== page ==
An exchange traded fund tracking Italy was set for a lower open in the U.S. on Thursday as the country’s FTSE MIB Index fell over 2% after Prime Minister Silvio Berlusconi tried to calm markets.

In Spain, the Treasury sold bonds at higher yields but there was solid demand, the Associated Press reported. Still, the debt contagion is spreading to Eurozone’s third and fourth largest economies.

Yields on Spanish and Italian 10-year bonds have crossed over 6%, report Victor Mallet and RIchard Milne for Financial Times. Higher yields means that the countries will have to pay more to refinance old debt and raise new money. [Italy, Spain ETFs Fall Over 15% in a Month.]

Observers believe that the added stress may force the countries to line up behind Greece, Ireland and Portugal in accepting a rescue plan.

“There’s a kind of acceleration process going on,” said Edward Hugh, a Barcelona-based economist, in the report. “As the ship fills up with water, it gets more unstable.”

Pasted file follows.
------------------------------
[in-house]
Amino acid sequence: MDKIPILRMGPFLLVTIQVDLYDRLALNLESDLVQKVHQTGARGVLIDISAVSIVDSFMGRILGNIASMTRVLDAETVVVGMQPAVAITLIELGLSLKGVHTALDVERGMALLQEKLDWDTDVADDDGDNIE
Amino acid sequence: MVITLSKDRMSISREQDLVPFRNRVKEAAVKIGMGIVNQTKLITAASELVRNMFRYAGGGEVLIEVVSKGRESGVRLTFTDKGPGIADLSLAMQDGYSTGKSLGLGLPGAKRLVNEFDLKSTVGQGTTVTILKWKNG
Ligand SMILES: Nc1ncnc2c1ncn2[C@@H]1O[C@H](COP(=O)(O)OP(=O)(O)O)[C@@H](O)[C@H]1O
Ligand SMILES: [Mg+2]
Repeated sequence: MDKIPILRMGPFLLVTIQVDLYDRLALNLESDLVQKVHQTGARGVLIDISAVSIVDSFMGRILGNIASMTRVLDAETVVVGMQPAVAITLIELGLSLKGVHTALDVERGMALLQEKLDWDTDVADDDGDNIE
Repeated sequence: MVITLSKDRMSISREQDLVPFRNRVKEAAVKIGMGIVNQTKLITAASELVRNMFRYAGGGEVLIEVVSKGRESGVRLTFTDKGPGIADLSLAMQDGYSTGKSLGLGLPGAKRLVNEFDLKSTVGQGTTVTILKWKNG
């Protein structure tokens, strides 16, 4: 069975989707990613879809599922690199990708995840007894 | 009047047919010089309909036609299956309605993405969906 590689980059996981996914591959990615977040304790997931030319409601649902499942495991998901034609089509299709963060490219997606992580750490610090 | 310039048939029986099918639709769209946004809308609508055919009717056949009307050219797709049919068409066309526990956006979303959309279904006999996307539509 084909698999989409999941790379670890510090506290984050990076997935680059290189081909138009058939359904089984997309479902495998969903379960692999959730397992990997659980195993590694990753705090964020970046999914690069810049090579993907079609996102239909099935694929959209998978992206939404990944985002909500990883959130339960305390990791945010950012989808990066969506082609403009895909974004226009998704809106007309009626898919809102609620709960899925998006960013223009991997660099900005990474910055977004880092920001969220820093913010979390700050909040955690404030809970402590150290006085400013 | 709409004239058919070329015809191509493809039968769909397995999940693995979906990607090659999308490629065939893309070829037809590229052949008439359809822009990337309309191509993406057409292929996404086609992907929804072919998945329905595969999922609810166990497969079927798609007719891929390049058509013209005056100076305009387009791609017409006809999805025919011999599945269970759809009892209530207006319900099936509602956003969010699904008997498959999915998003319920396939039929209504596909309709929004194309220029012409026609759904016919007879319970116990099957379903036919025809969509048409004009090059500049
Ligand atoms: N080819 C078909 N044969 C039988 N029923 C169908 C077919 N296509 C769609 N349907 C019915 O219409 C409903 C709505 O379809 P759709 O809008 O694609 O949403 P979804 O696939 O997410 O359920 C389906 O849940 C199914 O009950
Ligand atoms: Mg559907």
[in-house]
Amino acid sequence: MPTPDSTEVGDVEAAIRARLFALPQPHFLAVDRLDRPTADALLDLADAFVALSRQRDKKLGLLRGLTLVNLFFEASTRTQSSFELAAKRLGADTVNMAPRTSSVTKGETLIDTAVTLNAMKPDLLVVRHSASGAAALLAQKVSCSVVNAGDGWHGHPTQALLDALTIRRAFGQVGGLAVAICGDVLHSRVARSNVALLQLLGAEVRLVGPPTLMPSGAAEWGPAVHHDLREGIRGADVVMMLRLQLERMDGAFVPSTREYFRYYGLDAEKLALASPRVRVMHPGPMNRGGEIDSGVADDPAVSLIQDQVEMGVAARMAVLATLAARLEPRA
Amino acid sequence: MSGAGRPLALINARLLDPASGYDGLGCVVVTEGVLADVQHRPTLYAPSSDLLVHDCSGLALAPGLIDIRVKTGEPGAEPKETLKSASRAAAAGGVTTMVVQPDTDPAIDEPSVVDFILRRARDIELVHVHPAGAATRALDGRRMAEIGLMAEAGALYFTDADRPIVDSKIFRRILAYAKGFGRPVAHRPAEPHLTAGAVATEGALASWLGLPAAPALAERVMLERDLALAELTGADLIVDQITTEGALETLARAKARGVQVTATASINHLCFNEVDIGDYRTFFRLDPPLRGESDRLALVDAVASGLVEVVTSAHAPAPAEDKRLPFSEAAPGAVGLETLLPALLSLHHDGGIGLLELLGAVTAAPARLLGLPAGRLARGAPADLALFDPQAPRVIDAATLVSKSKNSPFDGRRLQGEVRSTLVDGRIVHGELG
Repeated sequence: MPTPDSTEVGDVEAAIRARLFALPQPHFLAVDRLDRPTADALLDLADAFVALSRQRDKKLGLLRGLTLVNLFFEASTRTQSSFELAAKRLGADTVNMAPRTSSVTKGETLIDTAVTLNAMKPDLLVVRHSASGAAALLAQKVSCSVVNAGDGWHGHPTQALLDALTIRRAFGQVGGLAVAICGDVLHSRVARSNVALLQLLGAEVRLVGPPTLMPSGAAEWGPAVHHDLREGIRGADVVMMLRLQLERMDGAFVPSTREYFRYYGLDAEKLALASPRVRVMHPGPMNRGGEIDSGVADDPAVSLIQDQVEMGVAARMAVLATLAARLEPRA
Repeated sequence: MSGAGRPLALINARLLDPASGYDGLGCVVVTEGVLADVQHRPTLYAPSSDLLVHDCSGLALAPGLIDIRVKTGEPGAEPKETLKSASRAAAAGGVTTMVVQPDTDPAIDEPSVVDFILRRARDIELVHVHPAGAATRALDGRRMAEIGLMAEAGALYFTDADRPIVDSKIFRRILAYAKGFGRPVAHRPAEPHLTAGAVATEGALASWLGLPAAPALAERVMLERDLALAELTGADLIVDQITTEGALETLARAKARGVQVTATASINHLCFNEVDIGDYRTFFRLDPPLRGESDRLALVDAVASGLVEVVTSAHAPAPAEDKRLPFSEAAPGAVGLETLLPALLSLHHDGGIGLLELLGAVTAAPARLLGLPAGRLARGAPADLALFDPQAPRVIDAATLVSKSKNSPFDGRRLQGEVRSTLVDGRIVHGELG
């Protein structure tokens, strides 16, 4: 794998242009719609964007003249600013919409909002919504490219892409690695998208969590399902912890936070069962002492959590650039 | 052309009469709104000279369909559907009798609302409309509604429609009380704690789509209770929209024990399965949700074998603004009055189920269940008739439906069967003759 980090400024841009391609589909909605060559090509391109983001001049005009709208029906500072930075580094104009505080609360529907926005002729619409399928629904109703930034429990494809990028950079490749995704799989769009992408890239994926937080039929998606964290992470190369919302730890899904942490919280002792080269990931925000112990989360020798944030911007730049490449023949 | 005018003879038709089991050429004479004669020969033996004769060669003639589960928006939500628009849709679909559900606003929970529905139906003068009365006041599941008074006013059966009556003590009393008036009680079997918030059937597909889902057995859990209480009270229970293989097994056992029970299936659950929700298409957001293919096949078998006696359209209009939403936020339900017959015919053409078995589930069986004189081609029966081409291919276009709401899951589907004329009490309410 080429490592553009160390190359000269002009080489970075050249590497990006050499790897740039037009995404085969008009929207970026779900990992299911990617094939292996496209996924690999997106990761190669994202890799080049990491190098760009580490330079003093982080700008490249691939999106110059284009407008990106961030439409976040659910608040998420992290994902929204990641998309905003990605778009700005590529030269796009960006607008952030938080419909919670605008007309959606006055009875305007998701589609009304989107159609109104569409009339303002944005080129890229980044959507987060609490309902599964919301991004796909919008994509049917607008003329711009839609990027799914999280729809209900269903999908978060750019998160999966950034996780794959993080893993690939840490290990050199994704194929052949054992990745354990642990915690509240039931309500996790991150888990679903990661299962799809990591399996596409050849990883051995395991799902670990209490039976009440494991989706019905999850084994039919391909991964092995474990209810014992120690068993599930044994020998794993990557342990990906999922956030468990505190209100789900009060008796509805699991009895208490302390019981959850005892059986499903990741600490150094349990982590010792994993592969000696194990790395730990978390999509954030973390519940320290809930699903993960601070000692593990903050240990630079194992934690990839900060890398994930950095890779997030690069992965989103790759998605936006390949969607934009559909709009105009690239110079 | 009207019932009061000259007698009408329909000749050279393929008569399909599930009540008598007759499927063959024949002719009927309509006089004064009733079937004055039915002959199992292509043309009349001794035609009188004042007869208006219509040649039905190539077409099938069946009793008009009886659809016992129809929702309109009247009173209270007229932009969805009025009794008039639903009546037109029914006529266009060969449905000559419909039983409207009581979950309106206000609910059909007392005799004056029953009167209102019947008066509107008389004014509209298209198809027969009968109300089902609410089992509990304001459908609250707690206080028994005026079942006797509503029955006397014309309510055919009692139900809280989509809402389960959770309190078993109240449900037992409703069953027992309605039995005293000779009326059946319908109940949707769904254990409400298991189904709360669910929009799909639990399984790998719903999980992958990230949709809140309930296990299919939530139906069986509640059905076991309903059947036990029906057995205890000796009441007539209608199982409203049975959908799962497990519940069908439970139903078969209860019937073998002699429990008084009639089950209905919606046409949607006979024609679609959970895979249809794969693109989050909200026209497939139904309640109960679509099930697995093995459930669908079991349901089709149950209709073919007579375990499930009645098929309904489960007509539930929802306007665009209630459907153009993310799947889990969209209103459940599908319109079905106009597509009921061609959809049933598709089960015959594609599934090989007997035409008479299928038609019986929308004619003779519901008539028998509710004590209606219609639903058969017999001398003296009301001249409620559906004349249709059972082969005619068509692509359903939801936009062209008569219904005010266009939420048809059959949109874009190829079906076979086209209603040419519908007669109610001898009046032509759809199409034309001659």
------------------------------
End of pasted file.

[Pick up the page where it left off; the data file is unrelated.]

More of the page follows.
“It’s starting to be a little bit questionable when yields are well in excess of 6%,” commented Elisabeth Afseth, Evolution securities fixed-income analyst. “For the other peripheral countries, 7% has been seen as the upper limit.”

Weaker economic indicators in the U.S. and Europe have diminished the risk appetite for bonds in riskier Eurozone countries, The Wall Street Journal reports. The declining investor interest in Spain’s and Italy’s bonds may disrupt the ability for the two countries to finance their growing budget deficits.

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